Pets and Vets

We Brits are known for our close historical connection to animals; and our pets really are a part of the family, whether that’s you and Mutley the dog; the amantes and their Persian pussy cat – or indeed five kids and Flopsy Mopsy rabbit. For most of us it would be inconceivable to not bring our much loved fur babies with us on our relocation or long stay visit to Spain, and current EU laws make it easy to facilitate bringing pets on this new adventure.

So what do we need to know? The rules about bringing your pets into the country are slightly different than those that apply to bringing a pet into the UK; and as of March 2017 when the UK begins its leaving process of Brexit from the EU, the rules may well change again. But for now let’s look at the requirements and rules and regulations to ensure that your pet has no travel problems when entering Spain.

(*These conditions apply to domestic dogs, cats, ferrets and service and emotional support animals)

EU Pet Passport:

The EU Pet Passport contains information about the pet and owner; including owners address / previous address and forthcoming address; microchipping documentation, rabies, booster and blood test information; as well as vaccine manufacturer details and breed and general information about your pet.


Your pet must be microchipped with an ISO 11784/11785 compliant microchip, that is, one that is 15 digits long and non-encrypted. You can ask your vet to do this if your pet has a non-ISO chip already implanted; or has no microchip. The number and implant dates of all microchips must be documented on the EU Health Certificate.

Rabies Vaccination:

If your dog, cat or ferret has a current rabies vaccination but no microchip, it will have to be vaccinated again after the microchip is implanted and must then wait 21 days before travel.

When entering Spain from another EU Member State, as is the UK currently, annual rabies vaccinations may still be required. Make sure that you have up to date information that illustrates your pet is fully vaccinated against rabies when entering Spain. These regulations apply to domestic dogs, cats and ferrets – and service and emotional support animals.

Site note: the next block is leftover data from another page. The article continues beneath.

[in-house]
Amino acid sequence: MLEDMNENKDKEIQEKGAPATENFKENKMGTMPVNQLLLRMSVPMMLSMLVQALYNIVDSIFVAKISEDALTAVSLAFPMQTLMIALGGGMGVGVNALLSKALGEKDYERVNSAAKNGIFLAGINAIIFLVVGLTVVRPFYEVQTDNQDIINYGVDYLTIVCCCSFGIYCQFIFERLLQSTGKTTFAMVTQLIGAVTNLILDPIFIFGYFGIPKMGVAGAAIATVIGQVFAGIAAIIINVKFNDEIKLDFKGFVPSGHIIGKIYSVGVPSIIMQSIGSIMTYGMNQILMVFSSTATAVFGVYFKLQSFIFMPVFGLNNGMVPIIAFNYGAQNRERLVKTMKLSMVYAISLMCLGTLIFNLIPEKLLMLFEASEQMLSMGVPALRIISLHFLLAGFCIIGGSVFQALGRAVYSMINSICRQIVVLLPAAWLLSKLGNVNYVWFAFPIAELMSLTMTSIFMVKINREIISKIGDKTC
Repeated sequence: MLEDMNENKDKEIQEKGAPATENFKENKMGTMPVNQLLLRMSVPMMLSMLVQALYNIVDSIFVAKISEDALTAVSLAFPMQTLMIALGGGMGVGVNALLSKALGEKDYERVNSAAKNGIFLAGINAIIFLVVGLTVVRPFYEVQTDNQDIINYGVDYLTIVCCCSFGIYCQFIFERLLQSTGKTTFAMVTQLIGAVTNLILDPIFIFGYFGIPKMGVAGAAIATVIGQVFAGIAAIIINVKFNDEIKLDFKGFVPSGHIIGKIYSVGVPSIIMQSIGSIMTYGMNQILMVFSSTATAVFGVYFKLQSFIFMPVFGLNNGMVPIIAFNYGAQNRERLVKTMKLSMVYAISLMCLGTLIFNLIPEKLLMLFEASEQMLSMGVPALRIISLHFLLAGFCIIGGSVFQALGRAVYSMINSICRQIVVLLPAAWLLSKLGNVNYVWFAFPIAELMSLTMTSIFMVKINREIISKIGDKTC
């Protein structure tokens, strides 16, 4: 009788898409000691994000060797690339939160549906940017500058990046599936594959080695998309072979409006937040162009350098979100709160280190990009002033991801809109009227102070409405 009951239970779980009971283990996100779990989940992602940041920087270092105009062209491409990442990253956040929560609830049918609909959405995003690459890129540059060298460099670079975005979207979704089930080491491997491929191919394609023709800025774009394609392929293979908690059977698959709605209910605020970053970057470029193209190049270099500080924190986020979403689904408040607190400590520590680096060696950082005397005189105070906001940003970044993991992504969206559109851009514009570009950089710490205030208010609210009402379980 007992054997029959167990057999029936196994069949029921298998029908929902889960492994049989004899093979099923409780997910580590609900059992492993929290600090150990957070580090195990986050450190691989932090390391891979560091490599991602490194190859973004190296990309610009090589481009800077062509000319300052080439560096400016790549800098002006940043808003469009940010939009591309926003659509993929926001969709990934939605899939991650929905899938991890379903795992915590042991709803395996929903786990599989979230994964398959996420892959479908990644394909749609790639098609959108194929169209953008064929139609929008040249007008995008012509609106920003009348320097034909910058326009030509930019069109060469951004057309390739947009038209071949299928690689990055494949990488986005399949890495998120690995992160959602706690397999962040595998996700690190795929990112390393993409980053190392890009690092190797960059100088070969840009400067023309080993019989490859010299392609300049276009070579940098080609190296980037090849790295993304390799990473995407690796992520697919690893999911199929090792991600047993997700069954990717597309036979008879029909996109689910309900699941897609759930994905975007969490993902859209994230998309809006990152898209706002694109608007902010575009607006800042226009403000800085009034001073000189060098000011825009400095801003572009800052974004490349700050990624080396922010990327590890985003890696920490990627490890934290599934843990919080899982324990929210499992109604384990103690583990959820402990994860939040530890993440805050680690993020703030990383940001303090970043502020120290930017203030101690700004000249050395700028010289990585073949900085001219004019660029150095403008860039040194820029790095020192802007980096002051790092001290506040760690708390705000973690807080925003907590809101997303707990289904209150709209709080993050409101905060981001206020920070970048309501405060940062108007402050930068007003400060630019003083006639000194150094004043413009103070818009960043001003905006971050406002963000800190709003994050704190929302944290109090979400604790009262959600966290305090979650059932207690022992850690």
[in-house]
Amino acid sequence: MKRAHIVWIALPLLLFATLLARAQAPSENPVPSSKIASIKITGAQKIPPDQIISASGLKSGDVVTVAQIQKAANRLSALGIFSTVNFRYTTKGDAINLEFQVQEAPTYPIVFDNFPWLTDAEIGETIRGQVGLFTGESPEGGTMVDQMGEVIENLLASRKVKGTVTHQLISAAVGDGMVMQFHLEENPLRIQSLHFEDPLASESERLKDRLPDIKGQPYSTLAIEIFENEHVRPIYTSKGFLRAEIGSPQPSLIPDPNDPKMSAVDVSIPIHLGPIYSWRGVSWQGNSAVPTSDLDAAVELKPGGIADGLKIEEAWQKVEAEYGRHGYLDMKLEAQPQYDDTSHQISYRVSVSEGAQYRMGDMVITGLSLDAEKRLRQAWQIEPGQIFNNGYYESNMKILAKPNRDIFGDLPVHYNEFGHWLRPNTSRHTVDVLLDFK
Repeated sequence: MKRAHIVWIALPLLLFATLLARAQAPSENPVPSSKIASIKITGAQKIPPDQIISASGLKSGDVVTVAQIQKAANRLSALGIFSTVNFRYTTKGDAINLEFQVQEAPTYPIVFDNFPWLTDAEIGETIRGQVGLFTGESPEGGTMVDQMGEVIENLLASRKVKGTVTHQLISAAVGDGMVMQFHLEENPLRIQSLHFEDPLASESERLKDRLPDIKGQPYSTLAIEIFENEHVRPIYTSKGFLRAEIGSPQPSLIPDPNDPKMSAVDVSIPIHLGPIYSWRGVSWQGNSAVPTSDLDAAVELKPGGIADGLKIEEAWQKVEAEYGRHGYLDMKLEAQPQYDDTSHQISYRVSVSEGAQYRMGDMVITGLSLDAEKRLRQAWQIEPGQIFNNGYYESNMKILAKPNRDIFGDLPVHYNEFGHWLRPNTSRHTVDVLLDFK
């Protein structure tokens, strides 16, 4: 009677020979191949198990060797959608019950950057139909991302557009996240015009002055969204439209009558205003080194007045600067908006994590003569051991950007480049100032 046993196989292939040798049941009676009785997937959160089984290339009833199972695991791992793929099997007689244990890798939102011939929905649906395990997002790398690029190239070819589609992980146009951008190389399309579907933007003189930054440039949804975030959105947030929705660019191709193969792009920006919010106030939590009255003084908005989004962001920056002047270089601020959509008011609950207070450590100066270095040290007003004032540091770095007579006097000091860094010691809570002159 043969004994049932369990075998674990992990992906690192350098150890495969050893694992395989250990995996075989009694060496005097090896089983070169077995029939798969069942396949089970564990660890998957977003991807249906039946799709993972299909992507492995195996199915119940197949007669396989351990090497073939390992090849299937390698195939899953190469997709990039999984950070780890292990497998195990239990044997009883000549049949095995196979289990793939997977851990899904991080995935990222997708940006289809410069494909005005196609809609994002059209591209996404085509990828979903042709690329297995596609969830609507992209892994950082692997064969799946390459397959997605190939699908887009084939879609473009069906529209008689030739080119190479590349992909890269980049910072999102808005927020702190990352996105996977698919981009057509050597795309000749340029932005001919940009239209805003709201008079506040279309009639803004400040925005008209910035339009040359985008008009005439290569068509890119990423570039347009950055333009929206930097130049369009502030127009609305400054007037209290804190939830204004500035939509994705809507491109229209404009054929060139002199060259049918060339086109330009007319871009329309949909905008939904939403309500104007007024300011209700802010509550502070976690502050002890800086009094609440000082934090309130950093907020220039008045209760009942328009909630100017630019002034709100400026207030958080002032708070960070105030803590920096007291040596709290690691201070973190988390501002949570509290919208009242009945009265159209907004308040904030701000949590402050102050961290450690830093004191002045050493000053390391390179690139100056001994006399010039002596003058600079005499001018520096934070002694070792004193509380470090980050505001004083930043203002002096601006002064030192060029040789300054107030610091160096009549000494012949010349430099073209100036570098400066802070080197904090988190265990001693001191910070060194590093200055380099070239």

Once you have entered Spain, a 21 day waiting period is not required for subsequent visits, provided rabies boosters are kept up to date, and the other entry requirements are met.

Birds, invertebrates, tropical fish, reptiles, amphibia and mammals such as rodents and rabbits are not subject to requirements of rabies vaccination, but may have to meet other requirements and should have a health certificate to enter Spain. You can speak to your vet about this – but make sure you have plenty of time before leaving the UK – as some requirements take longer to organise than others.

Larger groups of animals:

If you are traveling with more than five pets that are six months or older, all of your pets must meet the requirements as listed above via a commercial EU health certificate instead of non-commercial EU health certificate, and have endorsement from the government agency that regulates the import and export of animals.

Breeds that must be registered:

The following breeds are not banned from entering Spain, but they must be registered within 3 months of entry: Pit Bull Terrier, Staffordshire Bull Terrier, American Staffordshire Terrier, Rottweiler, Dogo Argentino, Fila Brasiliero, Tosa Inu and Akita Inu.

Puppies and Kittens:

Puppies and kittens under six months old who have not been vaccinated and had rabies inoculations will not be allowed into Spain.

Check back with us in early April 2017 when we detail all and any changes relating to pet passports and travel following the UK’s exit from the EU.

UK Spain Life

Meryl Cubley

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